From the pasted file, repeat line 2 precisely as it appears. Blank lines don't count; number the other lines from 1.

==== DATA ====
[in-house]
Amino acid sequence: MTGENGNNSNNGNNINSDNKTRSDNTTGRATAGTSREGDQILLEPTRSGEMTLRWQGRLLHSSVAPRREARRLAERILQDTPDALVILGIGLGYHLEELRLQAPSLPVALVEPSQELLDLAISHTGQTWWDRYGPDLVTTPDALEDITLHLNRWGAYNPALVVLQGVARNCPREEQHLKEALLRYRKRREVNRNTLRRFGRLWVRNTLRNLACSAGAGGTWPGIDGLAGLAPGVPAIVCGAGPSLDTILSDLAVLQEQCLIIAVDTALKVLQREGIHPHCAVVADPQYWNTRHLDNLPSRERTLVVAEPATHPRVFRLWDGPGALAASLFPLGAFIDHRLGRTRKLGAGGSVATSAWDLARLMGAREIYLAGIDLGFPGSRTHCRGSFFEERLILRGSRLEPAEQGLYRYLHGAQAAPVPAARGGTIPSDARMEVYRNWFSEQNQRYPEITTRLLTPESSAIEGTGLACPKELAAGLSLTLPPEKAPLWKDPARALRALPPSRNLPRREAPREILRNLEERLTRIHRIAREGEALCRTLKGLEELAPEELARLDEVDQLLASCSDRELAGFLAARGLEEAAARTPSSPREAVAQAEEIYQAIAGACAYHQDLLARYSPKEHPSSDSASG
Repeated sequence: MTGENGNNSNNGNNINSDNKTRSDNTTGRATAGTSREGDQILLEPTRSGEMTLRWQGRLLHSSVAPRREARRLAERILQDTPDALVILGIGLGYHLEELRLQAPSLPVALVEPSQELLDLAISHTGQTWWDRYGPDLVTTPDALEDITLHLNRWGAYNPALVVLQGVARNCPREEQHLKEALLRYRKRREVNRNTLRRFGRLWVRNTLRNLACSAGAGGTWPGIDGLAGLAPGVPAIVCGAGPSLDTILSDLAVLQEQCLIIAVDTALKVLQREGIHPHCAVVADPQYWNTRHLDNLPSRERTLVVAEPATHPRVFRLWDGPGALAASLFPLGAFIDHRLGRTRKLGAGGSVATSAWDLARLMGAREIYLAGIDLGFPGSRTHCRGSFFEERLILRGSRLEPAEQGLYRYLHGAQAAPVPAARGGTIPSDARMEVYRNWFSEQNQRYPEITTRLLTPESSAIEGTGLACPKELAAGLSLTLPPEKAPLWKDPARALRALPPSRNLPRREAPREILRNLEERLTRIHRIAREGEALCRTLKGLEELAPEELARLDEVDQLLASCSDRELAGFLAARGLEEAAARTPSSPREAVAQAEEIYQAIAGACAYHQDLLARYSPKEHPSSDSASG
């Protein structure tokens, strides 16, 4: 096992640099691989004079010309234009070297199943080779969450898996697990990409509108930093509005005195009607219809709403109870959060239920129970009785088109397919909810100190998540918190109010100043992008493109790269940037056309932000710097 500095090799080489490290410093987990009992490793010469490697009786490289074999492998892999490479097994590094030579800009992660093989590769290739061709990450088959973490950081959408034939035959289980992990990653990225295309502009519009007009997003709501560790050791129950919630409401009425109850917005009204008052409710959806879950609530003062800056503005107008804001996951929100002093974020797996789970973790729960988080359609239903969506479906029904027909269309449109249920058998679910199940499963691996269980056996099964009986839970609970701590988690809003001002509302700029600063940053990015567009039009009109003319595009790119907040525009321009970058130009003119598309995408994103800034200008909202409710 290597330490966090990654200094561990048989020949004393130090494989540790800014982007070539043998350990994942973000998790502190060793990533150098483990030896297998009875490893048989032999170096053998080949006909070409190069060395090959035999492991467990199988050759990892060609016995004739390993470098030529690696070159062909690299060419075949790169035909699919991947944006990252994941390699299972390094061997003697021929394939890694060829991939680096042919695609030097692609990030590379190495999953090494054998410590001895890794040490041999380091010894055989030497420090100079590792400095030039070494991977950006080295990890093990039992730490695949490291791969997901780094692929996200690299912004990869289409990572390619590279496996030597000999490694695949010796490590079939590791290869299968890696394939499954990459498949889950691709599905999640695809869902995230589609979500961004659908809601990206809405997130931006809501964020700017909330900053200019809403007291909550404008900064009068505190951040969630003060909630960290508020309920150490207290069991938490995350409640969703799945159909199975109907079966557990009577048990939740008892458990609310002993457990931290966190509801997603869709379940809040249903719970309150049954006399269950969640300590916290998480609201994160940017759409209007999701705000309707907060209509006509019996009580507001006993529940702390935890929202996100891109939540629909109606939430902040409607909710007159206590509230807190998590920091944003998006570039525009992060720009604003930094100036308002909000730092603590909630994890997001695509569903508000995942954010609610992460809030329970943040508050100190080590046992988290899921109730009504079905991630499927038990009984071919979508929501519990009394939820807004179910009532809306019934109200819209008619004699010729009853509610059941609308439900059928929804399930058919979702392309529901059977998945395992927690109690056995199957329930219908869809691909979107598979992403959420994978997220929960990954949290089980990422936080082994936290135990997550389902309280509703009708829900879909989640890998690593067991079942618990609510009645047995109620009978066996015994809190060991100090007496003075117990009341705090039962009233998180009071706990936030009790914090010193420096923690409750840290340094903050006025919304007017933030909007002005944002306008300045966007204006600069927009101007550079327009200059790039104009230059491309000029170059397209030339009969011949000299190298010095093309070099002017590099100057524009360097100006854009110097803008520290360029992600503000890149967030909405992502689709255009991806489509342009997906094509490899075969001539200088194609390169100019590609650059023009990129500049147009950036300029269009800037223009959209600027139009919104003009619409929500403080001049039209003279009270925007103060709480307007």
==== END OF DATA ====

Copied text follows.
Amino acid sequence: MTGENGNNSNNGNNINSDNKTRSDNTTGRATAGTSREGDQILLEPTRSGEMTLRWQGRLLHSSVAPRREARRLAERILQDTPDALVILGIGLGYHLEELRLQAPSLPVALVEPSQELLDLAISHTGQTWWDRYGPDLVTTPDALEDITLHLNRWGAYNPALVVLQGVARNCPREEQHLKEALLRYRKRREVNRNTLRRFGRLWVRNTLRNLACSAGAGGTWPGIDGLAGLAPGVPAIVCGAGPSLDTILSDLAVLQEQCLIIAVDTALKVLQREGIHPHCAVVADPQYWNTRHLDNLPSRERTLVVAEPATHPRVFRLWDGPGALAASLFPLGAFIDHRLGRTRKLGAGGSVATSAWDLARLMGAREIYLAGIDLGFPGSRTHCRGSFFEERLILRGSRLEPAEQGLYRYLHGAQAAPVPAARGGTIPSDARMEVYRNWFSEQNQRYPEITTRLLTPESSAIEGTGLACPKELAAGLSLTLPPEKAPLWKDPARALRALPPSRNLPRREAPREILRNLEERLTRIHRIAREGEALCRTLKGLEELAPEELARLDEVDQLLASCSDRELAGFLAARGLEEAAARTPSSPREAVAQAEEIYQAIAGACAYHQDLLARYSPKEHPSSDSASG